TEST OUT YOUR POWERSHELL SCRIPTS FIRST IN A NON-PRODUCTION ENVIRONMENT FIRST

You may be wondering why I applied such bad grammar to the title of this post, it came from a comment on this: https://www.nothingbutsharepoint.com/sites/itpro/Pages/Seven-Virtues-for-the-SharePoint-IT-Pro.aspx

PowerShell is a beast. Sure, it’s hard to learn the syntax, and there are 600+ commands that come along with SharePoint 2010. But, it also gives you direct access to the API for SharePoint. Never, ever, ever, ever, ever, ever, ever, ever, ever, ever, ever, ever, ever, ever, ever, under any circumstances what-so-ever, run un-tested PowerShell code in a production environment. ever. ever. ever. ever. ever. ever. ever. ever. ever. ever. ever. ever. ever. ever. ever.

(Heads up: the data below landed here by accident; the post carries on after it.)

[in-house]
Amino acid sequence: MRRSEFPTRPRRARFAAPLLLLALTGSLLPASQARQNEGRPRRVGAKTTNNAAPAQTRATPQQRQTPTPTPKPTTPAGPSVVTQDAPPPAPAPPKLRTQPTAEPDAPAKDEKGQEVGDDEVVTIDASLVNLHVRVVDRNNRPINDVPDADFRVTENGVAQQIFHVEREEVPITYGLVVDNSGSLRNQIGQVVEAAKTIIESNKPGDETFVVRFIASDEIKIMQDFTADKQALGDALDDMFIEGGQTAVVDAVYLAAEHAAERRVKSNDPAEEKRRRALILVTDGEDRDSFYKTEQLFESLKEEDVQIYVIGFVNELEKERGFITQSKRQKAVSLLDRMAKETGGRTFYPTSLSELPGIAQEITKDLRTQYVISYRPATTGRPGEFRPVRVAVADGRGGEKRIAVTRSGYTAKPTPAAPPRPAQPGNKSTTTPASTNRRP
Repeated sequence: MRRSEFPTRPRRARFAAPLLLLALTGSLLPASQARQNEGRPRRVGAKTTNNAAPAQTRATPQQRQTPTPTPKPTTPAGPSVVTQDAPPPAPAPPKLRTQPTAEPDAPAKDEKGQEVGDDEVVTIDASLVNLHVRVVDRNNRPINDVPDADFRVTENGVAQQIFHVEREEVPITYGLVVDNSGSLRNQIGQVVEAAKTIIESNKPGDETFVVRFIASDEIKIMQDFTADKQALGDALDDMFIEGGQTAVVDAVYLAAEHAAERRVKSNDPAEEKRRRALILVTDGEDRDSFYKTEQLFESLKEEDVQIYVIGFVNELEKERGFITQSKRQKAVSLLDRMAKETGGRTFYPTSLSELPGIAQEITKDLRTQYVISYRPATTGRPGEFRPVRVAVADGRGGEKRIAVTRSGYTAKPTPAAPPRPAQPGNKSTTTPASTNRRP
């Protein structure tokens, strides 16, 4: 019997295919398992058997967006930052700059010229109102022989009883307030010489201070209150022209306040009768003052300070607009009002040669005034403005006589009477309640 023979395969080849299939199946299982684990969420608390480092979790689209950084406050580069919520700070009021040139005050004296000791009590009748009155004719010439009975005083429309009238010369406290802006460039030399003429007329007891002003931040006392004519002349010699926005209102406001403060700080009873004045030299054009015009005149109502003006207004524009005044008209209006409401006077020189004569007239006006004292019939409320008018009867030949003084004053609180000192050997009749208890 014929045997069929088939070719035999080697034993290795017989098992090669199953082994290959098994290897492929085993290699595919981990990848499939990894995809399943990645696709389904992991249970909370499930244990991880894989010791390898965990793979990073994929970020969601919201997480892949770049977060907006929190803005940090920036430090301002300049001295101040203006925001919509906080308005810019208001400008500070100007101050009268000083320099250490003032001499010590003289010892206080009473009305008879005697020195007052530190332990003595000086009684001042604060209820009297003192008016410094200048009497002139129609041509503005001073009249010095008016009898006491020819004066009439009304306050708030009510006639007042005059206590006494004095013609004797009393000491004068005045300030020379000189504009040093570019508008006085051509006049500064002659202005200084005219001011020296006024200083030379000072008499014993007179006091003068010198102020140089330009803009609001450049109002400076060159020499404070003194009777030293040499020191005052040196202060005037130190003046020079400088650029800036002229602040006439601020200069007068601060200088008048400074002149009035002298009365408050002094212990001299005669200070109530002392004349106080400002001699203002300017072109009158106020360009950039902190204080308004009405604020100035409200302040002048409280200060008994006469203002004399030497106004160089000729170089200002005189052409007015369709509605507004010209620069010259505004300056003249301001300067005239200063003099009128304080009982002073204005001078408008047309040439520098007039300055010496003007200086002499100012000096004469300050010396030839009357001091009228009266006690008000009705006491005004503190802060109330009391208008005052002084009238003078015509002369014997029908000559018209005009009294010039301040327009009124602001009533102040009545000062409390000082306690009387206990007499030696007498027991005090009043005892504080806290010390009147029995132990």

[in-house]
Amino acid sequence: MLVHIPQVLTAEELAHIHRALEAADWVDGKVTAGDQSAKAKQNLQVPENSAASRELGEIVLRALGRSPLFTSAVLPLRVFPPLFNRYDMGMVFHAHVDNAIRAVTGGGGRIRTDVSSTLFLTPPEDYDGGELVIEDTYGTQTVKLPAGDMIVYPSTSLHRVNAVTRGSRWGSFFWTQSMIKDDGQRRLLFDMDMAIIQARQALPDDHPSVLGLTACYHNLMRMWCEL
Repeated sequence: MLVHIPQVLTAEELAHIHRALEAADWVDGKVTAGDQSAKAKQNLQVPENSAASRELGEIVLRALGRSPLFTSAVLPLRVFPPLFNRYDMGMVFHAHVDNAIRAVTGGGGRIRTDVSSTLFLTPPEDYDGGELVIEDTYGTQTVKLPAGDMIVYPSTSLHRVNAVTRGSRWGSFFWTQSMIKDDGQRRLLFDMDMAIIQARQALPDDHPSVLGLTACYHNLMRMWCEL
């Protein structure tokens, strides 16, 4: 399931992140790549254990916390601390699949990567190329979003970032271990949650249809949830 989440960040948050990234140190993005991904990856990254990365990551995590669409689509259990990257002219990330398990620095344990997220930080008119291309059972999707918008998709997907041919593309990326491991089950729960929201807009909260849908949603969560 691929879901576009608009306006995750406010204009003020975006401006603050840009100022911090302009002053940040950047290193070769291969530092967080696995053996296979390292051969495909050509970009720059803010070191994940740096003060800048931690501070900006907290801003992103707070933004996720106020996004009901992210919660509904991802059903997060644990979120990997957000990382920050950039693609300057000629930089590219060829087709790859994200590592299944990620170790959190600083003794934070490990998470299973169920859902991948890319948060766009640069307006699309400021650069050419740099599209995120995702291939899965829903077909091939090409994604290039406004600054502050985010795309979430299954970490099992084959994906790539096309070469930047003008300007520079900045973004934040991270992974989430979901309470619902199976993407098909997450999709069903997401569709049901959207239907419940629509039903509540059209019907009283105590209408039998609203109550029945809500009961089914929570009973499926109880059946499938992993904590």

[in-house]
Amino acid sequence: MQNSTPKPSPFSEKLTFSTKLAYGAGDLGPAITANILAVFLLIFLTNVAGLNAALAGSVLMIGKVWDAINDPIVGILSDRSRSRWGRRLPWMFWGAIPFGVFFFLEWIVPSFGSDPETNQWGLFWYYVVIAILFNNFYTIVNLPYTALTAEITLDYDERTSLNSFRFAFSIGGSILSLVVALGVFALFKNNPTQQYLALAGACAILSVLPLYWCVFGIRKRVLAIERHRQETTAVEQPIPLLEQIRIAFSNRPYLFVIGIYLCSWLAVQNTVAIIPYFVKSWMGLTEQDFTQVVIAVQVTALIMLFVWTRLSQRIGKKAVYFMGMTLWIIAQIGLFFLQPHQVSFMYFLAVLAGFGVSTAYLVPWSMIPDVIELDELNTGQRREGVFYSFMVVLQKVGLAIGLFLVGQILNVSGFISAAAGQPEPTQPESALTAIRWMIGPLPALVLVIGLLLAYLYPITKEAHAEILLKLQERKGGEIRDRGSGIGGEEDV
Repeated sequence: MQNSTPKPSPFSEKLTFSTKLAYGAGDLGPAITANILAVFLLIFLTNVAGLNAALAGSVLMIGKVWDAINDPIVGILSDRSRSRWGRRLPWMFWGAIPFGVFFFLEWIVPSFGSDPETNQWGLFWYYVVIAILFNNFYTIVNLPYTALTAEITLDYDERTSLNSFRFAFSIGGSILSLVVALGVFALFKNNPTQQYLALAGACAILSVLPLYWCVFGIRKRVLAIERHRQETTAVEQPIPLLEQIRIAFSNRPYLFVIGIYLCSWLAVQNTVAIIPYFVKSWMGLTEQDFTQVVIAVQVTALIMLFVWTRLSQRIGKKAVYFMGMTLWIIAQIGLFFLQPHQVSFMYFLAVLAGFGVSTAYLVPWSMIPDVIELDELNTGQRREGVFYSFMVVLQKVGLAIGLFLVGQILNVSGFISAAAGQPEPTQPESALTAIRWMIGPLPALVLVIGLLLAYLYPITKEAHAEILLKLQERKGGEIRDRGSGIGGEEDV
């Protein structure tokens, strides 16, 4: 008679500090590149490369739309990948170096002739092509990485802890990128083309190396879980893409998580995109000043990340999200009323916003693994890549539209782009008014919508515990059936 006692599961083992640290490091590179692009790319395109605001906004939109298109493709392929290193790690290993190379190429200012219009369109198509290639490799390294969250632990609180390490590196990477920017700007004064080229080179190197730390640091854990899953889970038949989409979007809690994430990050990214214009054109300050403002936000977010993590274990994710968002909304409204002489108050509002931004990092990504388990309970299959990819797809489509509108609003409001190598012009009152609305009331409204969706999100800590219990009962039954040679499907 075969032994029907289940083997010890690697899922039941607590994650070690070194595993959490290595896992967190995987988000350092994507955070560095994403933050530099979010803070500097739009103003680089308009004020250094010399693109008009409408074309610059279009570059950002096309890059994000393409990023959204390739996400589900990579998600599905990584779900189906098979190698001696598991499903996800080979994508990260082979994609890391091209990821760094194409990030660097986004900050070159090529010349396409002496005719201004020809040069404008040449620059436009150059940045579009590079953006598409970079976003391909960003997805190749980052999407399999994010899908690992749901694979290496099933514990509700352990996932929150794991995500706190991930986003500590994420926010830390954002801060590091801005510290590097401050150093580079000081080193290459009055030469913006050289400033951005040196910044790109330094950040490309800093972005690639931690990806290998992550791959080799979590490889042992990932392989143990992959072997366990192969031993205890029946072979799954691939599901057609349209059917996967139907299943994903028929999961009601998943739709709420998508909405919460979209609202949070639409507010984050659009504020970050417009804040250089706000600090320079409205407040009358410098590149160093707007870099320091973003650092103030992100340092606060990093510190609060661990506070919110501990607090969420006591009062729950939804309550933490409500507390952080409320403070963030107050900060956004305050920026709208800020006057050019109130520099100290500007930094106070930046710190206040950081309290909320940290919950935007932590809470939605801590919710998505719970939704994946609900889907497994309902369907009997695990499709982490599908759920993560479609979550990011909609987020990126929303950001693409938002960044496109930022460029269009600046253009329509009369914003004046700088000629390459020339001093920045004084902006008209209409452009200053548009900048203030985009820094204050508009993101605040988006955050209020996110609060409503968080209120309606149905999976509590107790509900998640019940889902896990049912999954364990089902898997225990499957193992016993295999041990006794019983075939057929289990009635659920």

What may have worked for one person, in which they have posted it on their blog, mailing list, or company-wide fax – it should be tested first, in a non-production environment.

It may work fine, sure, but, it may also grind everything to a halt, and end your career.

In closing, re-read the above, and make it your mantra. No go fourth, SharePoint admins (and devs – yes you too), and prosper.

Delete a master page in SharePoint using PowerShell

Had one of my group approach me today inquiring about deleting a master page from a site collection using PowerShell. Quick and simple way to do it…

 

   1: $web = Get-SPWeb "http://prototype"

   2: $lib = $web.GetFolder("_catalogs/masterpage")

   3: $file = $lib.Files["v4_copy(1).master"];

   4: $file.Delete();

   5: $web.dispose();

 

So I thought I would share. Enjoy!

Microsoft.BusinessData.Runtime.ExceededLimitException: Database Connector has throttled the response.